Now as I am called Lawman of this country, it would not be seemly for me to break the law by harbouring outlaws.
No doubt it is to make us all afraid of harbouring fugitives.
Instead of having the comfort of being at some distance from a regiment, they would have all the disadvantages of harbouring one.
My father was well aware of the danger he ran in harbouring Dio.
The White Knoll had long had the repute of harbouring fairies; Sarah's experiences put the matter beyond all doubt.
He sentenced the lady Lesly for harbouring a stranger one night.
He grew angry with himself for harbouring a thought into which a tinge of admiration for her entered.
This comes of harbouring a strange Phrygian in an honest household.
He didn't really intend to do me an injury, and feels sorry because of harbouring such revengeful thoughts.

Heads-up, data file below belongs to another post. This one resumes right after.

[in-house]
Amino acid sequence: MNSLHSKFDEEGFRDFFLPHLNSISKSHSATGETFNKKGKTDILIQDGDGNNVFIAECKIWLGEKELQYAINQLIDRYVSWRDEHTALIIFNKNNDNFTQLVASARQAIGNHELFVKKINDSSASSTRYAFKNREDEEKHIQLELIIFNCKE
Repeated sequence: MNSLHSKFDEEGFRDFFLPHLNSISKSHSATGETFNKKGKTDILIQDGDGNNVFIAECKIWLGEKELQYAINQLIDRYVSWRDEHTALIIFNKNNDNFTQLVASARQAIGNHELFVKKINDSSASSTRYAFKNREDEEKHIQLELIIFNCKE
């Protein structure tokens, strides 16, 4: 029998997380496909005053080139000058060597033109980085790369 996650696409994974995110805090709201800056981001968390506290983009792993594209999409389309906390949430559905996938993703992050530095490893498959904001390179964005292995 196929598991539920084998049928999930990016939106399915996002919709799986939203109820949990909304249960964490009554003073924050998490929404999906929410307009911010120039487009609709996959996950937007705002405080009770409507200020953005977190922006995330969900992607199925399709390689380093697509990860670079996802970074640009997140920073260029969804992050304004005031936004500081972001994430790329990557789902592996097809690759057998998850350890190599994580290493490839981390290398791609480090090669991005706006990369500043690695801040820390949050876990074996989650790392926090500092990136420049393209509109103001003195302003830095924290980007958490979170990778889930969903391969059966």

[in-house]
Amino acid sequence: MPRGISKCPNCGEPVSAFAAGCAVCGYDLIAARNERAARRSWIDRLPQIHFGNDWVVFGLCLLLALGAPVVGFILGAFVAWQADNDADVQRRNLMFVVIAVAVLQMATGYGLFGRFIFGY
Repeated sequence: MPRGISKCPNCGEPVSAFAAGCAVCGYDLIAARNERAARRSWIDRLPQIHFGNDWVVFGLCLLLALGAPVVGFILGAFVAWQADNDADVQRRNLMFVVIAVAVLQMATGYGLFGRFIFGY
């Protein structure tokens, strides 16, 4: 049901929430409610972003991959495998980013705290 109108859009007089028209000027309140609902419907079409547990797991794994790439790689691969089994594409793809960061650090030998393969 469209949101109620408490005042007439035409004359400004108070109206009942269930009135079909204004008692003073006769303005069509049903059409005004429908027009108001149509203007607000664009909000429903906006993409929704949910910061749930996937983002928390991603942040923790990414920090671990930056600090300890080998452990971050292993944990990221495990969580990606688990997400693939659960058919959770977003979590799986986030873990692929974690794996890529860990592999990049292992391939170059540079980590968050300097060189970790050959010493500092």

The floor could be acquitted, on sight, of harbouring the quarry.
"lodging for ships," early 12c., probably from Old English herebeorg "lodgings, quarters," from here "army, host" (see harry) + beorg "refuge, shelter" (related to beorgan "save, preserve;" see bury); perhaps modeled on Old Norse herbergi "room, lodgings, quarters." Sense shifted in Middle English to "refuge, lodgings," then to "place of shelter for ships."
Old English hereborgian, cognate with Old Norse herbergja, Old High German heribergon, Middle Dutch herbergen; see harbor (n.). Figuratively, of thoughts, etc., from late 14c. Related: Harbored; harboring.